Winchester Mystery House
Winchester Mystery House ® is an architectural wonder and historic landmark in San Jose, CA that was once the home of Sarah Lockwood Pardee Winchester, the widow of William Wirt Winchester, and the heiress of a large portion of Winchester ® Repeating Arms. Her infant daughter died of childhood illness, and her husband was taken from tuberculosis a few years later.
The Winchester Mystery House is a mansion in San Jose , California, once home to Sarah Winchester, the widow of firearm magnate William Wirt Winchester. Located at 525 South Winchester Blvd. in San Jose, the Queen Anne Style Victorian Mansion is renowned for its size, architectural curiosities and lack of any master building plan. It is a designated historic landmark of California and is included in the National Register of Historic Places. It’s privately owned and serves as a tourist attraction.
Since its construction in 1886, the property and the mansion have been claimed by many to be haunted by the ghosts of those killed with Winchester rifles. Under Winchester’s day-to-day guidance, his “out-of-the-ground” construction proceeded around the clock, according to some accounts, without interruption, until his death on 5 September 1922, when work ceased immediately.
After her husband died of tuberculosis in 1881, Sarah Winchester inherited more than US$ 20.5 million (equivalent to US$ 543 million in 2019). She also received almost fifty percent ownership of the Winchester Repeating Arms Company , giving her an income of approximately $1,000 a day, equivalent to $26,000 a day in 2019. These heirlooms have given her an enormous amount of wealth that she has used to finance the ongoing construction.
After her infant daughter died of a disease known as marasmus, a child’s disease in which her body was lost, and her husband died of pulmonary tuberculosis, the Boston medium told her (while supposedly channeling her late husband) that she should leave her home in New Haven and travel to the West, where she must continue to build a home for herself and the spirits of the people who had fallen victim to it.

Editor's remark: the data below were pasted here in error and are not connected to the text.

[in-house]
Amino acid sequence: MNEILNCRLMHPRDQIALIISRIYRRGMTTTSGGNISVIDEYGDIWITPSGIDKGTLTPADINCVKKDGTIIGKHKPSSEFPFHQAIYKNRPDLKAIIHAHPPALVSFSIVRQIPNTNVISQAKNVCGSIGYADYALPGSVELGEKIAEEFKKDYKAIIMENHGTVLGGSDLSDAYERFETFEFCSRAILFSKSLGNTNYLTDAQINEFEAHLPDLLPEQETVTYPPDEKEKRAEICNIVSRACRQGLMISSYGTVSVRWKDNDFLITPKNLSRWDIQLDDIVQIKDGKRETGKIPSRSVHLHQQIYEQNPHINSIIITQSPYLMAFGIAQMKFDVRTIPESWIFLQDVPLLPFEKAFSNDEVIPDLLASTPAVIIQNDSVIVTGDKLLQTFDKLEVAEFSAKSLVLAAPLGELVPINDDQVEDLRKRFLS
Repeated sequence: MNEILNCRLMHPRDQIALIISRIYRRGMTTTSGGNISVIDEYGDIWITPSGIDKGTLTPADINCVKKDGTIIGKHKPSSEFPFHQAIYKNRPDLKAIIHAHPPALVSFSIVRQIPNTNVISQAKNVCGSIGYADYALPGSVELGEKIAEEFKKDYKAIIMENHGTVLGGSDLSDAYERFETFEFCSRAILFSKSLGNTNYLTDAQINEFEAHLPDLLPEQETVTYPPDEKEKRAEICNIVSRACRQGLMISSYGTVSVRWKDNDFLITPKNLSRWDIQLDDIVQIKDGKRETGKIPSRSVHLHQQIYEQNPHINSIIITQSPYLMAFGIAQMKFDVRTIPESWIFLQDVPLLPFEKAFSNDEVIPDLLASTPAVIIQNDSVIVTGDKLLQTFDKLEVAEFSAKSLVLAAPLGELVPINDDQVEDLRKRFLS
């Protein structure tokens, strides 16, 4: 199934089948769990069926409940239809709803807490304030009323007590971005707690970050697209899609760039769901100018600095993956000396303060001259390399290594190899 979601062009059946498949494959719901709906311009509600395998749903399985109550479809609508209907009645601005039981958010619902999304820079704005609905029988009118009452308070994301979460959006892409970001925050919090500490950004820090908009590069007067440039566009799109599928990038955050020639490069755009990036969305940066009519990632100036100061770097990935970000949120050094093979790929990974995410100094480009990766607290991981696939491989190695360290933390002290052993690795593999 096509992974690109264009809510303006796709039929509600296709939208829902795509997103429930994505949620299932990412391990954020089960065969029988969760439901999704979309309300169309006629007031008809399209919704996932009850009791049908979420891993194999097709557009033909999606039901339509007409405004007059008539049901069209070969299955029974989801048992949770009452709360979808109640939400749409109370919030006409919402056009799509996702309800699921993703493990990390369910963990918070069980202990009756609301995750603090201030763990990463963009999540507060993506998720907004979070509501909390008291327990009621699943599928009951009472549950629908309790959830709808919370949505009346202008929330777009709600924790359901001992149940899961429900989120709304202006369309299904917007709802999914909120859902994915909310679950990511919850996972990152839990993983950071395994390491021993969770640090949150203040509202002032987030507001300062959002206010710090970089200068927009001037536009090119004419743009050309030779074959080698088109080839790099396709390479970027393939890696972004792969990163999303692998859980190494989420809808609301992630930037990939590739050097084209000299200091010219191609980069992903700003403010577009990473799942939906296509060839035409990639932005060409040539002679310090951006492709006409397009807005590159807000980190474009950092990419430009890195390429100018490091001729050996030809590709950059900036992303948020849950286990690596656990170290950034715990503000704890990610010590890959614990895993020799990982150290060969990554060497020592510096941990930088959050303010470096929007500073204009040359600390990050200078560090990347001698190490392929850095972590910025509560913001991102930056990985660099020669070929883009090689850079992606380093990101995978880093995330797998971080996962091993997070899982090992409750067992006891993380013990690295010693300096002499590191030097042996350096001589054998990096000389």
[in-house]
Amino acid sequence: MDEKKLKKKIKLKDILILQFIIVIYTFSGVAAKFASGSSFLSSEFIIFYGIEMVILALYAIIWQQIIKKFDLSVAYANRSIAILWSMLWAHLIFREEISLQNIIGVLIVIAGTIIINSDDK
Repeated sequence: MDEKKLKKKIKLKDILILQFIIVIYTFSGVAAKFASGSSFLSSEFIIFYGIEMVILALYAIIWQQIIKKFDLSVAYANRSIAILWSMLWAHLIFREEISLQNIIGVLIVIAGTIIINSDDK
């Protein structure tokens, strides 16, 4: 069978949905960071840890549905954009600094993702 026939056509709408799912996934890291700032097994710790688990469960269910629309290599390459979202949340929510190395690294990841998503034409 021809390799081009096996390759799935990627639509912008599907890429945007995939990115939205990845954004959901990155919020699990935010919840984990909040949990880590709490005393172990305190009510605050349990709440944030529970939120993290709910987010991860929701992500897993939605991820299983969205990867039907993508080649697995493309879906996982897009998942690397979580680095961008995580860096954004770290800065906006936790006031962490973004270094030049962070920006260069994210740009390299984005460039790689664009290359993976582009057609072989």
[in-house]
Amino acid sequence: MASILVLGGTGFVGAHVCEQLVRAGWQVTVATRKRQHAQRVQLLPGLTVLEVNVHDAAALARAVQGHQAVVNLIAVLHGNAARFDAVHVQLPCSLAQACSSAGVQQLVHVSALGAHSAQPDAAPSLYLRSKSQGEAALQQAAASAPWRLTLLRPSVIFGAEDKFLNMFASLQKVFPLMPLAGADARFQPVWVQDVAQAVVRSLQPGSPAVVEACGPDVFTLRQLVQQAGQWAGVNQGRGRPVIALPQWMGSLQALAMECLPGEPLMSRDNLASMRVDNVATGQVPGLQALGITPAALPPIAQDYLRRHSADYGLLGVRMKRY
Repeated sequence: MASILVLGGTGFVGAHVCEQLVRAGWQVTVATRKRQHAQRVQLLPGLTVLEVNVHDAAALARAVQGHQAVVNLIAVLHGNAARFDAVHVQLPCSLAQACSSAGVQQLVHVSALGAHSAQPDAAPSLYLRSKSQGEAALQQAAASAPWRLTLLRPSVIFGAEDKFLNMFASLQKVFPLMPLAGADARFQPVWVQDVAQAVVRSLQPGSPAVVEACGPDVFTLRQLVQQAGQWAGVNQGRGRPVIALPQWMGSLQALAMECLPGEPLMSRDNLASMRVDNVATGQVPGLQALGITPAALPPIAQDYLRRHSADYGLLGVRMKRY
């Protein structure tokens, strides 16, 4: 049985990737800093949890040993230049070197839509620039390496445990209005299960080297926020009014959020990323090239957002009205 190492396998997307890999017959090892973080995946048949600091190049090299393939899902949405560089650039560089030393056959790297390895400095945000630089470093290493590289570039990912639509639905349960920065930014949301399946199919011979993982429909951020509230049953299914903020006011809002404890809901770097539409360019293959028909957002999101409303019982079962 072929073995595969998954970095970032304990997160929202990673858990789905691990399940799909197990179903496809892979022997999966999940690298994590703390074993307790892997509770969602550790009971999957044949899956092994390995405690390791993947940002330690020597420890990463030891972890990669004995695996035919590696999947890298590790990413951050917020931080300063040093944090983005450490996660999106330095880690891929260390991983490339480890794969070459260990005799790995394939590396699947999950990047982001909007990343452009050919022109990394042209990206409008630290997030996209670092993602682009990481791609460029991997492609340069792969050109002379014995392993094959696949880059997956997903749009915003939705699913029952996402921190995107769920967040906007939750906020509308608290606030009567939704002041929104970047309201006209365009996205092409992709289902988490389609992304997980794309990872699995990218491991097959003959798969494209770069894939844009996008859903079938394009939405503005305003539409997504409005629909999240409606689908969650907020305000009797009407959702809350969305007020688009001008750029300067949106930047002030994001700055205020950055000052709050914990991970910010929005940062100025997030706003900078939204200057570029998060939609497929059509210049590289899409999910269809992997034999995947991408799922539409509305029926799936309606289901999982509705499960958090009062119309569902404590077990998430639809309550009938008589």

Winchester left New Haven and headed to California. Although it is possible that she was simply looking for a change of location and a hobby during her long depression, other sources say that Winchester had come to believe that her family and fortune had been haunted by ghosts, and that only by moving West and continuing to build a house could shed light on those spirits.
She bought an unfinished farmhouse in the Santa Clara Valley in 1884 and began building her mansion. Carpenters were hired and worked in the house day and night until it became a seven-story mansion. The architect did not use it and added it to the building in a haphazard fashion, so the house contains numerous oddities, such as doors and stairs that go nowhere, windows overlooking other rooms, and stairs with odd-sized risers. Many accounts attribute these peculiarities to her belief in ghosts. Environmental psychologists have argued that the odd layout itself contributes to the feeling that the house is haunted today.
This amazing historical landmark is just one of the many must-see landmarks you don’t want to miss in San Jose, California:
- Peralta Adobe-Fallon House Historic Site
- Luis Maria Peralta Adobe
- César Chávez Family Home
- History Park
- James Lick Mansion
- St. James Park – San Jose History Walk Marker #23
- Southern Pacific Railroad Steam Locomotive #1215
- Olympic Black Power Statue
All of these wonderful landmarks are located just a short distance from our location located at 3880 South Bascom Avenue in San Jose, California! Stop by for a visit anytime!